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Front Hum Neurosci. 2016 Feb 10;10:35. doi: 10.3389/fnhum.2016.00035. eCollection 2016.

Chronic Post-Concussion Neurocognitive Deficits. I. Relationship with White Matter Integrity.

Author information

1
Brain Trauma Foundation New York, NY USA.
2
Department of Radiology and Biomedical Imaging, School of Medicine, University of California, San Francisco San Francisco, CA USA.
3
Department of Radiology, Weill Cornell Medical College New York, NY USA.
4
Brain Trauma FoundationNew York, NY USA; Department of Neurosurgery, Stanford UniversityStanford, CA USA.

Abstract

We previously identified visual tracking deficits and associated degradation of integrity in specific white matter tracts as characteristics of concussion. We re-explored these characteristics in adult patients with persistent post-concussive symptoms using independent new data acquired during 2009-2012. Thirty-two patients and 126 normal controls underwent cognitive assessments and MR-DTI. After data collection, a subset of control subjects was selected to be individually paired with patients based on gender and age. We identified patients' cognitive deficits through pairwise comparisons between patients and matched control subjects. Within the remaining 94 normal subjects, we identified white matter tracts whose integrity correlated with metrics that indicated performance degradation in patients. We then tested for reduced integrity in these white matter tracts in patients relative to matched controls. Most patients showed no abnormality in MR images unlike the previous study. Patients' visual tracking was generally normal. Patients' response times in an attention task were slowed, but could not be explained as reduced integrity of white matter tracts relating to normal response timing. In the present patient cohort, we did not observe behavioral or anatomical deficits that we previously identified as characteristic of concussion. The recent cohort likely represented those with milder injury compared to the earlier cohort. The discrepancy may be explained by a change in the patient recruitment pool circa 2007 associated with an increase in public awareness of concussion.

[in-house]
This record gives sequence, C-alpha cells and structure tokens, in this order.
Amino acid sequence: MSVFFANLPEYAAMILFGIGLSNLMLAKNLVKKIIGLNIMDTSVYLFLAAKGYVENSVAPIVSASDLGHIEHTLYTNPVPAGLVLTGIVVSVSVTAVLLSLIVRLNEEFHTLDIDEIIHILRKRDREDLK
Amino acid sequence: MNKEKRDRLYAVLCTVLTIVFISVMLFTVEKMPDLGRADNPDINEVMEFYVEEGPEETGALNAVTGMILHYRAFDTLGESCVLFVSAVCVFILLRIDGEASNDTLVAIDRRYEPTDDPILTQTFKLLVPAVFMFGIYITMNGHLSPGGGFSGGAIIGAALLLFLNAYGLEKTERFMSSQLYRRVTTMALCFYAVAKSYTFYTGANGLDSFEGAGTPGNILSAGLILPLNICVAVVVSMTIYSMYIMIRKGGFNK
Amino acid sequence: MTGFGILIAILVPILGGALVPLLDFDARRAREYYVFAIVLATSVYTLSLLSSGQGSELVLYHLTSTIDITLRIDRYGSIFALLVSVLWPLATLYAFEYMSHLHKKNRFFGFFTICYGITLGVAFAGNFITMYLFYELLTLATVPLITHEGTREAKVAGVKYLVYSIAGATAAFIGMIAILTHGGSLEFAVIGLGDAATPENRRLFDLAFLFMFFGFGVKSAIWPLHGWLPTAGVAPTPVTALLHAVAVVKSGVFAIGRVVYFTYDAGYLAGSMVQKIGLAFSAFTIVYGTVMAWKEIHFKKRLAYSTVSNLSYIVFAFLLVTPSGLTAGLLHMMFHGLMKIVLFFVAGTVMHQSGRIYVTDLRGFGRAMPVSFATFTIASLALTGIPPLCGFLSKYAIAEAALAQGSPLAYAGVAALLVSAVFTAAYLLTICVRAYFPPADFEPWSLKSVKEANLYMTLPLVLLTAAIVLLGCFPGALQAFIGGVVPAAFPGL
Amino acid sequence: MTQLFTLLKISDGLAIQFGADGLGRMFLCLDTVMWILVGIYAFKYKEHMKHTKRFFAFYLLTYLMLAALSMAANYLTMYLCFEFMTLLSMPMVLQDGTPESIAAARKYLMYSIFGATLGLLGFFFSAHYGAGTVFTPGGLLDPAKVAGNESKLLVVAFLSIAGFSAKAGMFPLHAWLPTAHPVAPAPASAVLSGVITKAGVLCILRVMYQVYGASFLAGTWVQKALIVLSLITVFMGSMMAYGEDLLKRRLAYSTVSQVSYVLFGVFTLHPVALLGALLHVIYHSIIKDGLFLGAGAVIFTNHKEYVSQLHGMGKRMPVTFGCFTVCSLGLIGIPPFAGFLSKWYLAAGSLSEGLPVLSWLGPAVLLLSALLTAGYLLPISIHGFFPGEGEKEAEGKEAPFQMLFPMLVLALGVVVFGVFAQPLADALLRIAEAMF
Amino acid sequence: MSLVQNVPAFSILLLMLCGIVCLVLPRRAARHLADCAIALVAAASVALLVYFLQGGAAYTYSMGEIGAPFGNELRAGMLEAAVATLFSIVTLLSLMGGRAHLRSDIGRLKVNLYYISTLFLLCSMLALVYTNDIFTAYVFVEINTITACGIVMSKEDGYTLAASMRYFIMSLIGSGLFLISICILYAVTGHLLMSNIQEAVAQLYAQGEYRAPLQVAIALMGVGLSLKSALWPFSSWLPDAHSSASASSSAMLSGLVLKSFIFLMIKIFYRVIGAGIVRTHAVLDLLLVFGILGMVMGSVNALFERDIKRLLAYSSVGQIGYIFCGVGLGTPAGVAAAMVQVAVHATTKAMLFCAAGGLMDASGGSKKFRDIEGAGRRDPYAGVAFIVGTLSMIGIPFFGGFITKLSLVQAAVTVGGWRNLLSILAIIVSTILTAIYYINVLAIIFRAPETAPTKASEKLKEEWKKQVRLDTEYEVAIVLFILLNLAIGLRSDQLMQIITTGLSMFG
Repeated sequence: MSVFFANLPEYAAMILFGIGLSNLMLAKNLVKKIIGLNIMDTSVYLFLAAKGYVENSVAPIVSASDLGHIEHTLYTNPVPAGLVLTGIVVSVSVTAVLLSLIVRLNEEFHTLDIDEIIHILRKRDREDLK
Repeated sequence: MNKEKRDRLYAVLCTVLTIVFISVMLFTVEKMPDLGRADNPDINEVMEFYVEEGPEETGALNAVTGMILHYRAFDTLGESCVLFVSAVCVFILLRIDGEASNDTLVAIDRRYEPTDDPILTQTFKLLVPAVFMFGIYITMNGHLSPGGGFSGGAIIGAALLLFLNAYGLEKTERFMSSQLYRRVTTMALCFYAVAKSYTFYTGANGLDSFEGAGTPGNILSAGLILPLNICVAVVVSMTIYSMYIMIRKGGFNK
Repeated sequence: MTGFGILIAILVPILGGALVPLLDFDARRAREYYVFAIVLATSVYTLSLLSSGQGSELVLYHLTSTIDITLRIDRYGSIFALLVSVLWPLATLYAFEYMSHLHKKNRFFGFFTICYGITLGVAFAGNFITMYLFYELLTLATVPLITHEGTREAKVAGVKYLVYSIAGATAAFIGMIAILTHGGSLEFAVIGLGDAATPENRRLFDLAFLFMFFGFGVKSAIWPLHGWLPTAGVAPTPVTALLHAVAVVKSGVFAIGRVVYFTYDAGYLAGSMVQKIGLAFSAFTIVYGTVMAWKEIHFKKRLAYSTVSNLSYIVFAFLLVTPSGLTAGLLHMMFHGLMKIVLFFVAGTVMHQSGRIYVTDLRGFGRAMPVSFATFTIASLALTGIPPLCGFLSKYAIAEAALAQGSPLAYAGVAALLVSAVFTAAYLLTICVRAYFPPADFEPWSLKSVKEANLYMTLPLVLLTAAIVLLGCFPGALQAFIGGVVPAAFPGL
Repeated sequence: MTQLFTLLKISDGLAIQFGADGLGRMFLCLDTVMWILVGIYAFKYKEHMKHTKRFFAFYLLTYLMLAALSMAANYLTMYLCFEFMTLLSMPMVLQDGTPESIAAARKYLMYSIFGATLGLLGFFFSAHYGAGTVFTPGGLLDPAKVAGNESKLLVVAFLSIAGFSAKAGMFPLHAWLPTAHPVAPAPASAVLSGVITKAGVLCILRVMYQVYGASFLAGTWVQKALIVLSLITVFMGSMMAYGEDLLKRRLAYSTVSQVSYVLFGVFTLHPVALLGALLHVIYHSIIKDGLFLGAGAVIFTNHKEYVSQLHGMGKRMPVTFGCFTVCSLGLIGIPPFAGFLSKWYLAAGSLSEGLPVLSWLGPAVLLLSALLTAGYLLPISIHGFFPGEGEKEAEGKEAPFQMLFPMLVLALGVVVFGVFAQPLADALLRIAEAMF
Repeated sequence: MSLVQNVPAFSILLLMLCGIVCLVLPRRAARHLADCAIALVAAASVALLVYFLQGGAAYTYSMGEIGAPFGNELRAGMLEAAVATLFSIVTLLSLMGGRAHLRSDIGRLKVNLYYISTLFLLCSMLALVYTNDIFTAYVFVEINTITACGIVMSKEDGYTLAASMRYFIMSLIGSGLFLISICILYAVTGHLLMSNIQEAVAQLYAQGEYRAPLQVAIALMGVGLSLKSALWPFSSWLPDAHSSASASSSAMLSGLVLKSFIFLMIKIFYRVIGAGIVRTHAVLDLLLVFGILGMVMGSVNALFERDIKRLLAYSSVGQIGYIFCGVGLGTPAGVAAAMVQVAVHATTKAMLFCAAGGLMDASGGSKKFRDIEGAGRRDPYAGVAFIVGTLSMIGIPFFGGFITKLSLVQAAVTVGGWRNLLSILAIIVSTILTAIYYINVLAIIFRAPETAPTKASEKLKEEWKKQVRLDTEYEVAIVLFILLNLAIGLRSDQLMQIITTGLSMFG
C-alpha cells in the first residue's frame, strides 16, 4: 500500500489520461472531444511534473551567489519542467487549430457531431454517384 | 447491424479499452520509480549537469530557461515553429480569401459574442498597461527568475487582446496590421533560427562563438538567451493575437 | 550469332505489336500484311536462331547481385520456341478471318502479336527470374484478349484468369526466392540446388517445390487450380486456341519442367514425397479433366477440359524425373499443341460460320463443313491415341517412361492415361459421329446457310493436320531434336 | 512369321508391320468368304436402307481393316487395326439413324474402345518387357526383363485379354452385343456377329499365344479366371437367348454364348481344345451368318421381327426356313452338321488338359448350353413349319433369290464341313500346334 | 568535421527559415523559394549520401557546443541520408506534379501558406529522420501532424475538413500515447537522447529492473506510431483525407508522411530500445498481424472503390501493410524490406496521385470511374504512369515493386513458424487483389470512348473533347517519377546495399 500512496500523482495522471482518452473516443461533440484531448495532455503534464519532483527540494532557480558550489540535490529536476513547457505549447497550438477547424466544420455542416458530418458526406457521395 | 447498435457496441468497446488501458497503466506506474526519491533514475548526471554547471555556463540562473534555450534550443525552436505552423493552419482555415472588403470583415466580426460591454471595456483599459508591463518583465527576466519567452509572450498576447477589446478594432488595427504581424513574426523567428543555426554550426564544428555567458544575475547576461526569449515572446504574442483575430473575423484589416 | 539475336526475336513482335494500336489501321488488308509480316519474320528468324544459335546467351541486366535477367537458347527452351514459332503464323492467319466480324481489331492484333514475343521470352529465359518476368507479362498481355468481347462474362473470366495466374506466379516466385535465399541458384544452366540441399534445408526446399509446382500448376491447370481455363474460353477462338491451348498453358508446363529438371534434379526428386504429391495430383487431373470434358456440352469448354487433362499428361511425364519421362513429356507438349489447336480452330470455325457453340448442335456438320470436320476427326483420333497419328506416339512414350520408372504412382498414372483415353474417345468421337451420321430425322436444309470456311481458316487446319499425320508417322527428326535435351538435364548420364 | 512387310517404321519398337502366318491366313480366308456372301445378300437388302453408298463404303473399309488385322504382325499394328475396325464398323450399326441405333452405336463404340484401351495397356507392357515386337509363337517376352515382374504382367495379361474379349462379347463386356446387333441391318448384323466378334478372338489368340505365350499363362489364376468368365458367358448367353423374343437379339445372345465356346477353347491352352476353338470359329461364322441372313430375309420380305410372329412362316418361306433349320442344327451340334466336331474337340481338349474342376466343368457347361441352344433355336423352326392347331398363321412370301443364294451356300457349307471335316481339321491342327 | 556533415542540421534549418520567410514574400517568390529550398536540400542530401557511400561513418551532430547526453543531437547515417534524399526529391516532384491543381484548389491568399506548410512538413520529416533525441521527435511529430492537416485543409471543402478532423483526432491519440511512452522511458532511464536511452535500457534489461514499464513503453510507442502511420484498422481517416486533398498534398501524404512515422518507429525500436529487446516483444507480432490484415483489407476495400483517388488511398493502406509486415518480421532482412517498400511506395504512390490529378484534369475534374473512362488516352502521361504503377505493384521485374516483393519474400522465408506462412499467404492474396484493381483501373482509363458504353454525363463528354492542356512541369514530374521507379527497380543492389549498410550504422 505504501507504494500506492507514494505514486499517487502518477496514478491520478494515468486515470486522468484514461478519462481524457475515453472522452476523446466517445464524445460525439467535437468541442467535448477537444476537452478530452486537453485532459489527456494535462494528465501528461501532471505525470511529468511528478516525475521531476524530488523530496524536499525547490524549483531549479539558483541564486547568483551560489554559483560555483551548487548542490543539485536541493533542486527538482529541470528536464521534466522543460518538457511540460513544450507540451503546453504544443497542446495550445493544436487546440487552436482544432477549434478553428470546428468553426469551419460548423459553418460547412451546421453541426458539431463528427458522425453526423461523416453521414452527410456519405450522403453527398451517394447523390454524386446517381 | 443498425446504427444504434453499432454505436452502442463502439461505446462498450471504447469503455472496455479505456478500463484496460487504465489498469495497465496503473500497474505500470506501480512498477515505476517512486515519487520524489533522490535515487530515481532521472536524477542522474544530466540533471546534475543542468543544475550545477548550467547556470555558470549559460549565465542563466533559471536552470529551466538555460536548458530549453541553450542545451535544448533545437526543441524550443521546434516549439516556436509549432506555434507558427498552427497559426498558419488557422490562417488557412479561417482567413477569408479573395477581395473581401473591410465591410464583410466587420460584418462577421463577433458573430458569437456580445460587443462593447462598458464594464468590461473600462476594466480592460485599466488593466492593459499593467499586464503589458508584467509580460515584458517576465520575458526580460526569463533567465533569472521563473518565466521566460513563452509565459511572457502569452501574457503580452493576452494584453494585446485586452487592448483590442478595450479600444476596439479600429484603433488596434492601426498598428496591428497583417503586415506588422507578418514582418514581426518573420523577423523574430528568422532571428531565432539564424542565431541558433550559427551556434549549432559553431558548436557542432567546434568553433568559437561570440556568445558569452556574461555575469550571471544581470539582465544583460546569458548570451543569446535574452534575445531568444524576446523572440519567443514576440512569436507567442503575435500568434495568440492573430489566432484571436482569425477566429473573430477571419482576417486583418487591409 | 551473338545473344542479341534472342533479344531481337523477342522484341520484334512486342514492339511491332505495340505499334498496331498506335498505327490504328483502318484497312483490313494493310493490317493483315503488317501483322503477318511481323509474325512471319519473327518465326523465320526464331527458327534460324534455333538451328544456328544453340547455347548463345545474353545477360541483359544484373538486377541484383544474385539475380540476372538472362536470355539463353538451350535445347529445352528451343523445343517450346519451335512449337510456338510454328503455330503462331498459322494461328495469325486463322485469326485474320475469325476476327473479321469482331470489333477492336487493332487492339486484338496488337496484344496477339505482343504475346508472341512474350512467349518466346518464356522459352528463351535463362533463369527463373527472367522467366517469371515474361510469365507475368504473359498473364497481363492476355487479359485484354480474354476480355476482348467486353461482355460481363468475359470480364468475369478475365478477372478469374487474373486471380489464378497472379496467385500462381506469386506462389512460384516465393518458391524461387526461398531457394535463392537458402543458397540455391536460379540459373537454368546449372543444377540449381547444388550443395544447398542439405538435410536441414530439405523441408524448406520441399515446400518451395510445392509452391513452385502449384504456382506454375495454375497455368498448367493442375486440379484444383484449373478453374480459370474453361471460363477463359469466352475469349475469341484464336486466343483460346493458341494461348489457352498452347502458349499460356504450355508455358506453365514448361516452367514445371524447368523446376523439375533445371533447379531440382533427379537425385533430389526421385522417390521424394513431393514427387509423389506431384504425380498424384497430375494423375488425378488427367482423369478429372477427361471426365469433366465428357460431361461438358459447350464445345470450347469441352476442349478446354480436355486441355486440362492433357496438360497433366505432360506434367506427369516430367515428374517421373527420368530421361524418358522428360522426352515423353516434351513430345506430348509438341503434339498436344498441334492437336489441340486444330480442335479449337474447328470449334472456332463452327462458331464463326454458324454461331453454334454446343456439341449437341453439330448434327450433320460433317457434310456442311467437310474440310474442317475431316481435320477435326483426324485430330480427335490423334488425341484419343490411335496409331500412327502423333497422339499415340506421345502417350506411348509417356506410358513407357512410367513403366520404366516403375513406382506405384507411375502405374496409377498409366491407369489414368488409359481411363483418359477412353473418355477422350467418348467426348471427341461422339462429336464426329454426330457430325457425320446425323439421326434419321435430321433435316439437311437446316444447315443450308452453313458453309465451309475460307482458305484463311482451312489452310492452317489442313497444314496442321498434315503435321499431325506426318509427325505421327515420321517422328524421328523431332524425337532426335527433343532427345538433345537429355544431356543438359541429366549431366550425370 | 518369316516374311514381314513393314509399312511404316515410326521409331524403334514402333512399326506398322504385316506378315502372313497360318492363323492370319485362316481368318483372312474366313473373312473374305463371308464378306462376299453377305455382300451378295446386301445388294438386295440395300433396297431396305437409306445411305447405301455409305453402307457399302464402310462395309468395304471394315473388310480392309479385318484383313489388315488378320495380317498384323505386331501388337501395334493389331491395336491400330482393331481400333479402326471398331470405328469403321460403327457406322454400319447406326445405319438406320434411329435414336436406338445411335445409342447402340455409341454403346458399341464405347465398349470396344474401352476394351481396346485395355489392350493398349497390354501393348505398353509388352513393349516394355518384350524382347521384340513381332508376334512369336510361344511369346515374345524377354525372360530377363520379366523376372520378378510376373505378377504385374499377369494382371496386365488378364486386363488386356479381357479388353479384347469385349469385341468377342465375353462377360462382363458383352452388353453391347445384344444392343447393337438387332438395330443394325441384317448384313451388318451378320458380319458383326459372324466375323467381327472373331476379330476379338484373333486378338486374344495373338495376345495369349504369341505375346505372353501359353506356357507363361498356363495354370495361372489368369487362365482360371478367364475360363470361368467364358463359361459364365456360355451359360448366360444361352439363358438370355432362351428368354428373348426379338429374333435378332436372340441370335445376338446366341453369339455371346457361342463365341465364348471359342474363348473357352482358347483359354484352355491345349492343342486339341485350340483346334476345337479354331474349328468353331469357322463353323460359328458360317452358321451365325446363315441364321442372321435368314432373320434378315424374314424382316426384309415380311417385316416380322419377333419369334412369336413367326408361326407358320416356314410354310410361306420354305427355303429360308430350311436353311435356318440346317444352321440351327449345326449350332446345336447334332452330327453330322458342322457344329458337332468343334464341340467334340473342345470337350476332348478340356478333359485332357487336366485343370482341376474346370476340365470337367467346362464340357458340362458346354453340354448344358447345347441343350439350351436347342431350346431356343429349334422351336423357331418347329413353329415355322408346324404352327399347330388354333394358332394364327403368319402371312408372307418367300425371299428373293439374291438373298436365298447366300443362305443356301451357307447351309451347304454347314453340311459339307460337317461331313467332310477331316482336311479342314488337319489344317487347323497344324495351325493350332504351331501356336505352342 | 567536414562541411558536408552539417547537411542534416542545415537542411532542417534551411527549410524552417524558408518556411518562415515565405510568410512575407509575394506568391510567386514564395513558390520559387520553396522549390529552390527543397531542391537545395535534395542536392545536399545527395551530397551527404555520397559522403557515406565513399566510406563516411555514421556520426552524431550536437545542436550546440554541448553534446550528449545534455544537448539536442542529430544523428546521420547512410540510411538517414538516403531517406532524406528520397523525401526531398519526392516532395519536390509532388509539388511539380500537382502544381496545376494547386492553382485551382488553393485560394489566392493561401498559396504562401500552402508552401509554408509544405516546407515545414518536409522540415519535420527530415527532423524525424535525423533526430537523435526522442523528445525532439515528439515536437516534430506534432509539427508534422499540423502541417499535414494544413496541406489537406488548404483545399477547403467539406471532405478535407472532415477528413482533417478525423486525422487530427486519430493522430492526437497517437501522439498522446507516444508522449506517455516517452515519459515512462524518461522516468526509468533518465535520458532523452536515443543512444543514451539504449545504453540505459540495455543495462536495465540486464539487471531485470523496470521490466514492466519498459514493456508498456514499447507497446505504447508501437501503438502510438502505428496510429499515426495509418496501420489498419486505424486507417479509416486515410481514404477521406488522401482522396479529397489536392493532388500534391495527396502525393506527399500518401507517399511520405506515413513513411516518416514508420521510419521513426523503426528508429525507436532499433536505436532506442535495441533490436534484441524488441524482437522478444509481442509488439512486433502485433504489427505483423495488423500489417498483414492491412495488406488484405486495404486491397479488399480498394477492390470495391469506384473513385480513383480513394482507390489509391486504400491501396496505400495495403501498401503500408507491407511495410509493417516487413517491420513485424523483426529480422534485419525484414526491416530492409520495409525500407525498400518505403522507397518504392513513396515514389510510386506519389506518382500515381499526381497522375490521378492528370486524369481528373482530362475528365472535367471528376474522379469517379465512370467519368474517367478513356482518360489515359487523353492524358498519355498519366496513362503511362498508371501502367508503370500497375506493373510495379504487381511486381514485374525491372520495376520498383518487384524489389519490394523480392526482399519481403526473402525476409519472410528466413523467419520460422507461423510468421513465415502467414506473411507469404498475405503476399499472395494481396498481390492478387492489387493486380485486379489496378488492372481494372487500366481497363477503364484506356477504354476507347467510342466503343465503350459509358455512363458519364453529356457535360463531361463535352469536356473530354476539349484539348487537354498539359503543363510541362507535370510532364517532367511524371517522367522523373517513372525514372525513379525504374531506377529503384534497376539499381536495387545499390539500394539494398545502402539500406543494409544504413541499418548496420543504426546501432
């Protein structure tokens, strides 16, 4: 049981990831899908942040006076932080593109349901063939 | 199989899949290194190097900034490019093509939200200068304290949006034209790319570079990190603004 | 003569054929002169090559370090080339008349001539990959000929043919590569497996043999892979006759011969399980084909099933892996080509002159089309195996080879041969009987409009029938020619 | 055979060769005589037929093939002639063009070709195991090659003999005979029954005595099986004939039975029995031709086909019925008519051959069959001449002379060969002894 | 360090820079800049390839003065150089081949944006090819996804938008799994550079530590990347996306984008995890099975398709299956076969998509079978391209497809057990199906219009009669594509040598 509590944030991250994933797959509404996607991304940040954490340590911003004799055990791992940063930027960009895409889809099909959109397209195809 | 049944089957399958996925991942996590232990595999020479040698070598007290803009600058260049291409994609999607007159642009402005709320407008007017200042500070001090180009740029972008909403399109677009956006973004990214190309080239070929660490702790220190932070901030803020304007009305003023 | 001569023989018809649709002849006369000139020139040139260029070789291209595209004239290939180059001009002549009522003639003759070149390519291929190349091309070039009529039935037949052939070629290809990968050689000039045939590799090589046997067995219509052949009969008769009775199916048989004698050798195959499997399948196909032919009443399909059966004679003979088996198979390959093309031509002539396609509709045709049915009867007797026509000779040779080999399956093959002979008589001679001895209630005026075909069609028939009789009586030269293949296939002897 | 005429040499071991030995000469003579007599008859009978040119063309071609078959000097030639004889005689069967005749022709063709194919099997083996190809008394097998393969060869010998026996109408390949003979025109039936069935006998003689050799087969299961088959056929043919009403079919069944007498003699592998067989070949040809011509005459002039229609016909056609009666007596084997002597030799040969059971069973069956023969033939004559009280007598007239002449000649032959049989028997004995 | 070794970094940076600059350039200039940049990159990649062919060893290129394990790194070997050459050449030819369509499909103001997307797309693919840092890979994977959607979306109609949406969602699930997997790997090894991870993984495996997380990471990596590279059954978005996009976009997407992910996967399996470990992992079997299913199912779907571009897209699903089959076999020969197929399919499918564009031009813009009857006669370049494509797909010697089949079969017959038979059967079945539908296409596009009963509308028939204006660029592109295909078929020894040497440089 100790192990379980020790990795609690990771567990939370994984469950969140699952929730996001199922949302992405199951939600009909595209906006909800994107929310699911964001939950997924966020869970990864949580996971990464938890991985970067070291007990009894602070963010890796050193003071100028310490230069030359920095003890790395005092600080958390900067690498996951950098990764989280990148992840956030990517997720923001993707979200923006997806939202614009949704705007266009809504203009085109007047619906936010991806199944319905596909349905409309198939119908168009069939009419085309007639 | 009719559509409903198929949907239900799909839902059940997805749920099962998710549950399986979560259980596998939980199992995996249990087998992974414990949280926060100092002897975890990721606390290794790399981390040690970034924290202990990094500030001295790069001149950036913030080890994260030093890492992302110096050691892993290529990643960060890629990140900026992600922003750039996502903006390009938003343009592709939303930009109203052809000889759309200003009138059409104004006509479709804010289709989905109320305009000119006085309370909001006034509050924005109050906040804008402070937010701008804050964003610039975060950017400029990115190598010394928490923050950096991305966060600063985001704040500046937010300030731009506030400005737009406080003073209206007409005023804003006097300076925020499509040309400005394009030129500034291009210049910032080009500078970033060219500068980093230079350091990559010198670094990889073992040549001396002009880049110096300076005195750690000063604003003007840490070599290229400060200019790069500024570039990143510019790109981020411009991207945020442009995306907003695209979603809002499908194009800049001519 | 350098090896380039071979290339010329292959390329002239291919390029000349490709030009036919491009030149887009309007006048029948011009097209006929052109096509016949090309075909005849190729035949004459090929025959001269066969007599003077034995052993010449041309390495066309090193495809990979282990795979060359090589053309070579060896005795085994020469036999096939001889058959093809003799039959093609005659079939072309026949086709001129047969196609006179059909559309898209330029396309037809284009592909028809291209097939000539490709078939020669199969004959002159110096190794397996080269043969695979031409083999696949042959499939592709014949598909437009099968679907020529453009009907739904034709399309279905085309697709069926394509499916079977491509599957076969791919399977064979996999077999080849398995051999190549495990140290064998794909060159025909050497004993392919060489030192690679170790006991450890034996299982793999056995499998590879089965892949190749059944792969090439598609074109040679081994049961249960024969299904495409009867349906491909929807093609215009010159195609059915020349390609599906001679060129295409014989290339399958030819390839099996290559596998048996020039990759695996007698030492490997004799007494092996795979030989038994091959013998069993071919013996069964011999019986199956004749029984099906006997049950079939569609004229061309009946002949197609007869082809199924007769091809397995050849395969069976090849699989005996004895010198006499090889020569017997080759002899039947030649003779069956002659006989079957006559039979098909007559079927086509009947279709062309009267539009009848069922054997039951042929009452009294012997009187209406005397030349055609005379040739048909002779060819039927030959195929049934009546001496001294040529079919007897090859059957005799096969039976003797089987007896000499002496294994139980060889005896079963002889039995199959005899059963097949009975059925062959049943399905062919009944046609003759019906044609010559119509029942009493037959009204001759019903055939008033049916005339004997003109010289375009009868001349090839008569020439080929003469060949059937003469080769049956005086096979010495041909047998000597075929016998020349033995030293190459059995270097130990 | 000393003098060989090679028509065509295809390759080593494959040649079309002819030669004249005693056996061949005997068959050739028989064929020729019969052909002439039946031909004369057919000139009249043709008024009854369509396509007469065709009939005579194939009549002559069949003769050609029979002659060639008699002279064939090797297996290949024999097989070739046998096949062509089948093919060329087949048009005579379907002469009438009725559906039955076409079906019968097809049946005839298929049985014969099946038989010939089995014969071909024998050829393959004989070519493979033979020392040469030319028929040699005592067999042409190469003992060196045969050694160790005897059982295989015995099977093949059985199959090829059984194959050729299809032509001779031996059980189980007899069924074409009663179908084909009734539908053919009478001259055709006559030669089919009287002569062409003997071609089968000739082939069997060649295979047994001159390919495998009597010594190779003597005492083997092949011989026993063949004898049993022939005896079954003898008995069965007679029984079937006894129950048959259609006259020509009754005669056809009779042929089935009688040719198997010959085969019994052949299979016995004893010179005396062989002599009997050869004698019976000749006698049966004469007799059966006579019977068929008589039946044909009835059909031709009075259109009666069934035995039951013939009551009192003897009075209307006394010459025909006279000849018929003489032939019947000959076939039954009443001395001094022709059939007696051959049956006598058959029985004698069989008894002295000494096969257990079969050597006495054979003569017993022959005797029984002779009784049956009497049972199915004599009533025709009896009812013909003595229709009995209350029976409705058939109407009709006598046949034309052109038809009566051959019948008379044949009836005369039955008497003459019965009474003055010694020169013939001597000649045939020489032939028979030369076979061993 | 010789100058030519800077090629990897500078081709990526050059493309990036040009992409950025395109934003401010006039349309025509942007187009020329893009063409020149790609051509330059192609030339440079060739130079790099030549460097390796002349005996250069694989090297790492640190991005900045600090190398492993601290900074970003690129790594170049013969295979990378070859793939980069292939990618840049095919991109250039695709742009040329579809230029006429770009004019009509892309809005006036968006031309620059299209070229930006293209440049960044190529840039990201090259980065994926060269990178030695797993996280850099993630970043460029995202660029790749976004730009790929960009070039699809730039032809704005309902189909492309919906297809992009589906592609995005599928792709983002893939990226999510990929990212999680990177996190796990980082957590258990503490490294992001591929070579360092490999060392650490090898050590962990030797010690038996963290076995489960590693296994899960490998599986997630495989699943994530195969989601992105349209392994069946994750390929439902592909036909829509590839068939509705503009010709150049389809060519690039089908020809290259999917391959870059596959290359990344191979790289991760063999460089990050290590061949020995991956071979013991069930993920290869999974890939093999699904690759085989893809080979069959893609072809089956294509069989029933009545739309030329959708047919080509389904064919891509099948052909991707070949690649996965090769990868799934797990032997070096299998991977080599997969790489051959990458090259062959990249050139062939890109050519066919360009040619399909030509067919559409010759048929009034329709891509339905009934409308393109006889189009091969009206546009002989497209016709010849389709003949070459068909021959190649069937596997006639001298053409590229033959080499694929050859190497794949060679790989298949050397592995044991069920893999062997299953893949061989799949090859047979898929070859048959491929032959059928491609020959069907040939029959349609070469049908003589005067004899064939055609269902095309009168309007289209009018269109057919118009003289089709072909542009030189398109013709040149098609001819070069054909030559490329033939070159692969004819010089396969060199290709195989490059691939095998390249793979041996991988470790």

KEYWORDS:

diffusion tensor imaging; eye movement; mild traumatic brain injury; neuroimaging; neuropsychology; post-concussion syndrome

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